So, as a further attempt to explain all this, to myself, to the bros, to the universe, I turn to ‘Yvonne’. By linking what seems like a sweet ‘meet-cute’ story to a violent rape, the piece makes the point better than I ever could. It starts innocently enough: the character Tumi convinces us of his good guy cred. He tells us that he isn’t like those other guys in the street, yelling and cussing and catcalling. When he meets Yvonne, he does his best to try convince her of the same. He tells her he doesn’t usually approach women on the streets. (She is therefore special to him – how many of us have heard this line before?). He badgers her, in spite her repeated pleas to be allowed to catch her bus. When she is raped almost immediately after their encounter, it is hard not to blame him. For all of his protestations about being a good guy, and his insistence that he is just not like those guys who catcall women, he is is still indirectly involved in the series of events that lead to Yvonne’s rape. He is not her rapist, but did he have to push her quite so hard for her number? And why, like her rapists, could he not take ‘no’ for an answer?

Molekane takes us straight from the revelation of Yvonne’s rape into her monologue. He never resumes Tumi’s monologue and doesn’t give him the opportunity to express remorse or make excuses. Instead, we are shown how, in Yvonne’s experience, even the nice guys like Tumi, are part of the constant barrage of sexist noise women must survive each day. And like other women, she has strategies to address them. She describes dressing modestly so as not to attract unwanted male attention. She takes the bus and not the taxi, even though the taxi is cheaper, because as all women know, the bus is safer. In her encounter with Tumi, peppered as it is with her desperate protests, we see that even in her verbal ‘sparring’, she is still careful to protect male egos and is persistent without being aggressive. As she tells us, she knows that pushing back to hard will lead to a confrontation. The unspoken reality is that she knows, like all women know, that it is a confrontation she might not survive. Finally, as a last ditch strategy to maintain her safety, she gives Tumi her number and tries to head home.

Yvonne’s narrative clearly shows that even the nice guys, the guys who imagine themselves above the noise made by what Tumi calls the “thin-skinned drums” are complicit in the assault on women. Whilst Tumi is not a rapist, his inability to read Yvonne’s obvious disinterest and discomfort at his badgering are part of the same culture that terrorise her into wearing certain clothes, taking the bus and not the taxi and being nice to even the rudest men. Not only is he a part of the culture, but he is even directly implicated in its most violent expressions.

What I struggle with most with the lyrics is the seemingly innocent place from where Tumi is coming. He sees a girl he likes and wants to get to know her. There are no nefarious sexist plots and he doesn’t set out to humiliate Yvonne. But through Tumi’s monologue, Molekane drops slight hints of the way in which misogyny is at play, even in this seemingly innocent premise. Firstly, Tumi is attracted to Yvonne’s “aura” and to the fact that she is dressed modestly (which we later find out is a deliberate attempt to avoid lascivious attention) compared to other women whom he dismisses because of their near-nakedness. Second, he congratulates himself on his comparative groundedness and soulfulness. He’s not like other guys, who are generally up to no good. He quotes Biko, for crying out loud. But even as he disdains what these others do, he doesn’t engage with them about it. Instead, he creates a discursive distance (#NotAllMen) and carries on with his actions, which contribute to Yvonne’s victimisation. This part of the song has helped me make sense of the #NotAllMen arguments and their proponents. As they’re fond of telling us, these are not bad guys. They are not themselves catcalling women, or threatening to rape us. But the question Molekane’s lyrics asks is this: if you’re not committing the violence, what are you doing against the violence? My reading of ‘Yvonne’ is that if you are not a part of the solution to the problem that is inextricably tied to your gender’s mangled and violent expressions then you’re going to be a part of the problem.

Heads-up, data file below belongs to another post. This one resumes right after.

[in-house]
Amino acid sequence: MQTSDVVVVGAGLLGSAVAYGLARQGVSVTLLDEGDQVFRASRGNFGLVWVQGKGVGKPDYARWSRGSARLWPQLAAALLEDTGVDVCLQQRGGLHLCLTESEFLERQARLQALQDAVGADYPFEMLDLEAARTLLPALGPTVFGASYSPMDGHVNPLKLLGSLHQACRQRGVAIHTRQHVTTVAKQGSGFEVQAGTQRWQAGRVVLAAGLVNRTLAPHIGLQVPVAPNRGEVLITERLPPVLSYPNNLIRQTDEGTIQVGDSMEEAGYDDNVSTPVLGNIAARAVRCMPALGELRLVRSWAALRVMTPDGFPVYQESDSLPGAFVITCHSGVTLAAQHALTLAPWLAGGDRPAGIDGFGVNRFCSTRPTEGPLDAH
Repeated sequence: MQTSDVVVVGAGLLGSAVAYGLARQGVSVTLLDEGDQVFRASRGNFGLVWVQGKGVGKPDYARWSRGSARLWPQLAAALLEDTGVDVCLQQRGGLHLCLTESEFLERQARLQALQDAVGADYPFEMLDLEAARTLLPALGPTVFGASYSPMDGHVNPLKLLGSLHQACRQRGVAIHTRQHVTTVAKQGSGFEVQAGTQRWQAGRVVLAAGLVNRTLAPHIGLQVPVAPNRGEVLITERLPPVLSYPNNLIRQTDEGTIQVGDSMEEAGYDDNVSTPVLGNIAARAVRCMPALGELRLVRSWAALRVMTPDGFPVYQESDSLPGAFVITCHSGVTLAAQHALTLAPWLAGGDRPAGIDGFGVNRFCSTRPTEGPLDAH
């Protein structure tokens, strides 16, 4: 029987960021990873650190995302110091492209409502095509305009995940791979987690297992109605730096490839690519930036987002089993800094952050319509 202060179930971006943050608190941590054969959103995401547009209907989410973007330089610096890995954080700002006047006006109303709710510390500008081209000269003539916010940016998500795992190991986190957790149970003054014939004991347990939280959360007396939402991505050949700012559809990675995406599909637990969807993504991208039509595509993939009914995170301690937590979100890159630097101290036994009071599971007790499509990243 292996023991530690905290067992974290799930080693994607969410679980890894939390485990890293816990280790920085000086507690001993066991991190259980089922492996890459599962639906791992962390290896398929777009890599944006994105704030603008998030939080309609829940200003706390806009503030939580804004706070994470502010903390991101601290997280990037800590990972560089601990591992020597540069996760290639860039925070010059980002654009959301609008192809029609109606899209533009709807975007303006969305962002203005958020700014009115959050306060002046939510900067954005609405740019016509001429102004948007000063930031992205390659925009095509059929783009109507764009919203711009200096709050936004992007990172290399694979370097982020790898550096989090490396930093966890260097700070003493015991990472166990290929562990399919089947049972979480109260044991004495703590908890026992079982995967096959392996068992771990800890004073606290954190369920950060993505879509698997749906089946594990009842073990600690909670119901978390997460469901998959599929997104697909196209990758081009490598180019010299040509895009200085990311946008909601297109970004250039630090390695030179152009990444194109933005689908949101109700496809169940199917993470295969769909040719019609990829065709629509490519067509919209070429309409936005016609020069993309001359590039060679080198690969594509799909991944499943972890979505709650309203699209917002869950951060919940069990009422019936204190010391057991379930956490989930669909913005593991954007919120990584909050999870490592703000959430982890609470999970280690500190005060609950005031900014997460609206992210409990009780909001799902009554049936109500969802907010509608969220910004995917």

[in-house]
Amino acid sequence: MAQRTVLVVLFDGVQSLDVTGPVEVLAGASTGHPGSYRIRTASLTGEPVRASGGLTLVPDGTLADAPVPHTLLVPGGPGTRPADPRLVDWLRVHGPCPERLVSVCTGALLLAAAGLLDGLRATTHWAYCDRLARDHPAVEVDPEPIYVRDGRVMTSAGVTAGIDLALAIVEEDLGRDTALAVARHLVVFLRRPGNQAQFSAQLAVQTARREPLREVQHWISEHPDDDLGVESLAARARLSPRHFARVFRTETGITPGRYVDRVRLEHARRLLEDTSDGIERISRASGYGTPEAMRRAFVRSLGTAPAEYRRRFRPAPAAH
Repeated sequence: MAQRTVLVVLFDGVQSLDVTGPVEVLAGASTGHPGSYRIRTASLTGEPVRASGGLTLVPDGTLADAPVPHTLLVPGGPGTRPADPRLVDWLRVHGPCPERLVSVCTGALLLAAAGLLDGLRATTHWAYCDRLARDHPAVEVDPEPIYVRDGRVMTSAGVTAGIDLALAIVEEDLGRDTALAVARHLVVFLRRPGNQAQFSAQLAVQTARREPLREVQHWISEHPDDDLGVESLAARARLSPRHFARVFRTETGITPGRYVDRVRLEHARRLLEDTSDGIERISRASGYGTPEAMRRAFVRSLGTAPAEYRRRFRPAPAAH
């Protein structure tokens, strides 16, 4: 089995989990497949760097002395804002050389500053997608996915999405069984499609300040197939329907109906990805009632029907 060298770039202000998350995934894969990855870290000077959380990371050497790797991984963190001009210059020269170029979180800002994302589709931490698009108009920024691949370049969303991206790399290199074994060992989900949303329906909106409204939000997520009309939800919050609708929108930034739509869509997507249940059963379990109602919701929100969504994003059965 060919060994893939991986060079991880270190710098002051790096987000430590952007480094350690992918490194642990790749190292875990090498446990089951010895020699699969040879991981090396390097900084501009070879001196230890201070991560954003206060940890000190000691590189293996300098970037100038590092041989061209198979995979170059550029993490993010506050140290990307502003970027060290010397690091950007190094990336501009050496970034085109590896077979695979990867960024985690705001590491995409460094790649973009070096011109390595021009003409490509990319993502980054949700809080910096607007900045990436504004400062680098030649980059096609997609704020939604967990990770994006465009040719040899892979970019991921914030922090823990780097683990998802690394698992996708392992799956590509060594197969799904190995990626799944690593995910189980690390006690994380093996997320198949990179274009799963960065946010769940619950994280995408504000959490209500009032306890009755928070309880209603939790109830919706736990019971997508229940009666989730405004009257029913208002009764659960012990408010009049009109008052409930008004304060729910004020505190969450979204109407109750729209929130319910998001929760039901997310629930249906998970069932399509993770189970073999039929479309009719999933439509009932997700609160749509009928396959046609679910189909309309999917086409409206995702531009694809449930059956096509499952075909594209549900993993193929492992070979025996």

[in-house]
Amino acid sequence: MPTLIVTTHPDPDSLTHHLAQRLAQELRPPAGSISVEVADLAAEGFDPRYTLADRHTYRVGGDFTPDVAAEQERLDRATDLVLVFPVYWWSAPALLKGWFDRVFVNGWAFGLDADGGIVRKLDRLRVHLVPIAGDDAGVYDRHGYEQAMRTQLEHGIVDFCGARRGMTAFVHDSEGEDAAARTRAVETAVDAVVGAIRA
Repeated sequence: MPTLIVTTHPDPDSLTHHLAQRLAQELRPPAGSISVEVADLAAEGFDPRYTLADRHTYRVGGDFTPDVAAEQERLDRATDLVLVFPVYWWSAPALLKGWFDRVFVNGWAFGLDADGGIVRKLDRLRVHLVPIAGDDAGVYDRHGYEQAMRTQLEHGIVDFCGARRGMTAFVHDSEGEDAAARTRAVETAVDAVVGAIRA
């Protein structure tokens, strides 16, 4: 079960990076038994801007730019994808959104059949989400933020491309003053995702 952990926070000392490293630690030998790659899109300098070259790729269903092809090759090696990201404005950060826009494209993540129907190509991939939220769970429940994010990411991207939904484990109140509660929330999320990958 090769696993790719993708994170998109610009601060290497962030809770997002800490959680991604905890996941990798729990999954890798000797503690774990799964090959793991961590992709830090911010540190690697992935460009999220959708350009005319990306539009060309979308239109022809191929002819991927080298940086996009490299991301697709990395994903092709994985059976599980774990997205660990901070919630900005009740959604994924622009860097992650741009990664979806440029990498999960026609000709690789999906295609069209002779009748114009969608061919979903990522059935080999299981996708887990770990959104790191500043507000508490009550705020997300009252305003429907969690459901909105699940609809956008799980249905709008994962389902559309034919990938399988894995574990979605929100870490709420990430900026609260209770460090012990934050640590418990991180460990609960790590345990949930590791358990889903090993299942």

But therein lies the problem. The #NotAllMen crowd struggle to face this. Like Tumi in this song, they are sensitive to any engagement that forces them to examine their complicity in the patriarchy.  They are as “thin-skinned drums”, and as Molekane says, we know that they make the loudest noises. The men I haven’t heard from as part of the #NotAllMen crowd understand that the movement is not about their personal character. It’s about their male privilege and the need to call out it’s toxicity by using a loud, ugly word like “trash”. They understand that saying #MasculinityIsTrash divorces the problem from the people and lets some who might be complicit and who need to take a long look at their own behaviours off the hook.

And so we will keep saying it: #MenAreTrash. Until every man can move through the world conscious of the privilege he carries and the violence it connotes. And is compelled to do something about it other than engage in internet arguments with women he doesn’t know.